What are the general trends regarding sustainable entrepreneurship and start-ups? What areas or issues do you anticipate will become the future focus for green businesses?
We asked Jos Reinhoudt, Senior Knowledge Manager at MVO Nederland and Councillor for the Green Party in Nijmegen, to share his insights with us on these questions:
Replacing fossil fuels for greener energies
The most important general prediction that arose in the 2015 MVO Trend Report (for those of you who read Dutch) is the fact that we are starting to shift away from fossil energy. Thus, start-ups and entrepreneurs should focus on developing products and services using as minimal fossil fuels as possible. Replacing fossil fuels with greener energies is probably something you’ve heard before. But where are we headed?
According to Reinhardt, one of the most important developing trends is that we are headed towards a circular economy. A circular economy is an economy in which products are produced, sold to consumers, and then either returned to the producer or passed on to another producer, where they will be recycled into something else. Essentially, the “take-make-waste system that we have now will be replaced by a system where all the materials will remain in the economy with the same quality-levels forever, if possible. This is good for sustainability, because it requires less virgin materials. And it’s good for producers or businesses because their original materials will be returned to them, for reuse.”
Reinhardt isn’t the only one who believes in the value of a circular economy. In fact, the European Commission has adopted legislation that helps establish an EU framework for promoting a circular economy. The Guardian summarises the issue quite nicely with its article: 10 things you need to know about the circular economy.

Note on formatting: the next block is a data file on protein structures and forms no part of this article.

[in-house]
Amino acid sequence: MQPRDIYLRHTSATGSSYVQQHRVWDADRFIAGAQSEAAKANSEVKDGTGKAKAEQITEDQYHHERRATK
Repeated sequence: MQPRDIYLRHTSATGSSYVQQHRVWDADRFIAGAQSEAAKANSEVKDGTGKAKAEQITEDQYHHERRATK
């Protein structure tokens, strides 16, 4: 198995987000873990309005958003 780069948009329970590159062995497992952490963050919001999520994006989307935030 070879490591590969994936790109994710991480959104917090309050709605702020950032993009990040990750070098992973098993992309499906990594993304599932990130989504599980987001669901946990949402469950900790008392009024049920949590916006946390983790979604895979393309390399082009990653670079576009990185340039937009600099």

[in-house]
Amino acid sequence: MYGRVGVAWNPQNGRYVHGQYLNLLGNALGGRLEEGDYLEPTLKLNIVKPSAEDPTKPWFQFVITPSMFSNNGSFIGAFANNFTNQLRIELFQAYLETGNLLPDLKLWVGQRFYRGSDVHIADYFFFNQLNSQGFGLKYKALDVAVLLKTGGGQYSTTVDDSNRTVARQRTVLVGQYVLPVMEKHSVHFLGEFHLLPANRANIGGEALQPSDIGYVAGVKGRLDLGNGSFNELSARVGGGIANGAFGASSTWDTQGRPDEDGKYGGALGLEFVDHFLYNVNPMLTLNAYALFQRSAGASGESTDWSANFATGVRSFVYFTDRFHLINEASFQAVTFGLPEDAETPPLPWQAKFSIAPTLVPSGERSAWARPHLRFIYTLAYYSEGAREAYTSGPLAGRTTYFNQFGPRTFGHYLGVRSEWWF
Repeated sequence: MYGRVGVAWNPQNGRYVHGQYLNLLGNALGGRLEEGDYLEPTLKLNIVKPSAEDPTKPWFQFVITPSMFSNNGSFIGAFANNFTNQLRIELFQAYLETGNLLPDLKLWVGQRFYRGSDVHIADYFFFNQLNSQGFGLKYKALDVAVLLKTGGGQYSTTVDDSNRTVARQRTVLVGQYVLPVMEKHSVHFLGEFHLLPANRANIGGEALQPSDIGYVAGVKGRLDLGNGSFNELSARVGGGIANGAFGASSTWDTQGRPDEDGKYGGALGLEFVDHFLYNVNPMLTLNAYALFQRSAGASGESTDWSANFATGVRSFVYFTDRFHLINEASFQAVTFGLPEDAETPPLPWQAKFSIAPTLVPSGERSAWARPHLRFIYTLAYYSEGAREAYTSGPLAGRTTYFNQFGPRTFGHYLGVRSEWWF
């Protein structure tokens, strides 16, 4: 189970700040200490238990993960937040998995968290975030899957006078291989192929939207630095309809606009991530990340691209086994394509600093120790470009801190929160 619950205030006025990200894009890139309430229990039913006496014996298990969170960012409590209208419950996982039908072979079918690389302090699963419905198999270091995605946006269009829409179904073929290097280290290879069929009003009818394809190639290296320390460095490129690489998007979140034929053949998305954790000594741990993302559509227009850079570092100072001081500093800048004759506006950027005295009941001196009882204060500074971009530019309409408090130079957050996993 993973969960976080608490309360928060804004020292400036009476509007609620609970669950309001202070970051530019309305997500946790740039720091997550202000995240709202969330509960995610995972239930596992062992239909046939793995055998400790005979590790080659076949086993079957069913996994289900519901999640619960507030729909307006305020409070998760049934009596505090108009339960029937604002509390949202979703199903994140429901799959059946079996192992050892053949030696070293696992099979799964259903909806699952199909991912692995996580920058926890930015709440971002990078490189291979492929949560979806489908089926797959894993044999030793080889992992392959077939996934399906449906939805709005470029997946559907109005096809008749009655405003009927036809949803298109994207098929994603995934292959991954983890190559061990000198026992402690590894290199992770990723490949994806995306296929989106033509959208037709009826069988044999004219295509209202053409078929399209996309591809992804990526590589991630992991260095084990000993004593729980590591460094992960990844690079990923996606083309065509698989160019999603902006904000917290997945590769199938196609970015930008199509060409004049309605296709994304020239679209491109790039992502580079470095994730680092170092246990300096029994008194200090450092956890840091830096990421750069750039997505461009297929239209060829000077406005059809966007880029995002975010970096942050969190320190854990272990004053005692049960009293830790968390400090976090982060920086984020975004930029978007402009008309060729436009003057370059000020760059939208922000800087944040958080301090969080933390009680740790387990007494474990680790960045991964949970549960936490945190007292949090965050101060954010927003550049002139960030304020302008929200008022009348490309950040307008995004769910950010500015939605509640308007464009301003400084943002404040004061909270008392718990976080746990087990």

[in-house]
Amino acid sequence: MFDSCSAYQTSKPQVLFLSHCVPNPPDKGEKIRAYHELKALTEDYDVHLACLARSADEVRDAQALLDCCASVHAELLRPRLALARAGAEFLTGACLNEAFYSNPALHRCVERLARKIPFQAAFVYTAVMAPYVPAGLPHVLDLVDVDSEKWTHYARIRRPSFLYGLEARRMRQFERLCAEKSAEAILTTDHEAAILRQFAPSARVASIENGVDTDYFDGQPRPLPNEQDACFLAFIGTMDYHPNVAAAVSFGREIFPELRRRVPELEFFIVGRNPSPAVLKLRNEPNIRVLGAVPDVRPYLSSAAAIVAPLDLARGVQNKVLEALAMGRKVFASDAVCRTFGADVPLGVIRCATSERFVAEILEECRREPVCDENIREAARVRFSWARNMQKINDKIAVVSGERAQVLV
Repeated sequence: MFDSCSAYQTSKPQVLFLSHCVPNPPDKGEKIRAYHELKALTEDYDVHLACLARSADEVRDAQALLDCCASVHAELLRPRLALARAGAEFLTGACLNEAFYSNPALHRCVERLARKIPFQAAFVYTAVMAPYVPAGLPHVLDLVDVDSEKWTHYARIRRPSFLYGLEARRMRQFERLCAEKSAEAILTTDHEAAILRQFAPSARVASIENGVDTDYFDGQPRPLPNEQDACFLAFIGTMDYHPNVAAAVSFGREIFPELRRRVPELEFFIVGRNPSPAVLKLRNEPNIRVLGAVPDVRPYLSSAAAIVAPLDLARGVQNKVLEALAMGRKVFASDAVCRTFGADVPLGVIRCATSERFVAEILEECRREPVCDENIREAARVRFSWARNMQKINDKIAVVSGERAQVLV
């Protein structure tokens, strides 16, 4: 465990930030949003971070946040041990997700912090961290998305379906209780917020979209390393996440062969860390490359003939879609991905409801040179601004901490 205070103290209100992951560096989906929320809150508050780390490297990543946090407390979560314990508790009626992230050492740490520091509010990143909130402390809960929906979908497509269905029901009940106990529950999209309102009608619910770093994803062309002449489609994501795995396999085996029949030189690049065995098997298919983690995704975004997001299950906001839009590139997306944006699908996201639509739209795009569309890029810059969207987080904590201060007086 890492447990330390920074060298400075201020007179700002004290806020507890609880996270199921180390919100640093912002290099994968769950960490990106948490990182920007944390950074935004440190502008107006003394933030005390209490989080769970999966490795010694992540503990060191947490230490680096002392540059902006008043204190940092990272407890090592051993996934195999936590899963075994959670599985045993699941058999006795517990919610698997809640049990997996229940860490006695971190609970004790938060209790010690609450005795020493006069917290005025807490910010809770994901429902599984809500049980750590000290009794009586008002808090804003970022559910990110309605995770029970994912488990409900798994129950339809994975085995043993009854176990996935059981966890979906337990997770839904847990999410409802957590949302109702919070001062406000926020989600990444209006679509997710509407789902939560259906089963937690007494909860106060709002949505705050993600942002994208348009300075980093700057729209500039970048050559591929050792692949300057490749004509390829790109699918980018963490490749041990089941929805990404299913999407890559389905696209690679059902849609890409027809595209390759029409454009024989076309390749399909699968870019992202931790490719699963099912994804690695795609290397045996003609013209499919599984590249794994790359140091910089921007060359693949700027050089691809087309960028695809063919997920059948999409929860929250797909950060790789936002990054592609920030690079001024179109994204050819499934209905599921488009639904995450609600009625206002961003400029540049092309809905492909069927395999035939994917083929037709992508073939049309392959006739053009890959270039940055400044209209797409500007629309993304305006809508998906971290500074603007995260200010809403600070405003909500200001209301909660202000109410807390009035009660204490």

Another interesting development is the rise in the inclusiveness of society. We live in a big world, with over 7 billion people in it. But human nature has always driven us to be a part of specific groups and that has not changed, despite the changes in technology. Living in an inclusive society could refer to a group or neighbours, a group of colleagues or a group with shared hobbies and interests. Or perhaps broader definitions as well.
International organisations have already begun to take note of these trends and are working to promote them. For example, in 2013, UNESCO built their World Philosophy Day around the theme: “Inclusive Societies, Sustainable Planet” and the OECD has included “Inclusive Growth” as one of the Forum’s five themes for 2015.
Circular economies and inclusive societies certainly seem to have great promise for the future of sustainability and CSR. Entrepreneurs and start-ups who are able to tap into these trends and build upon them, will definitely be ahead of the curve.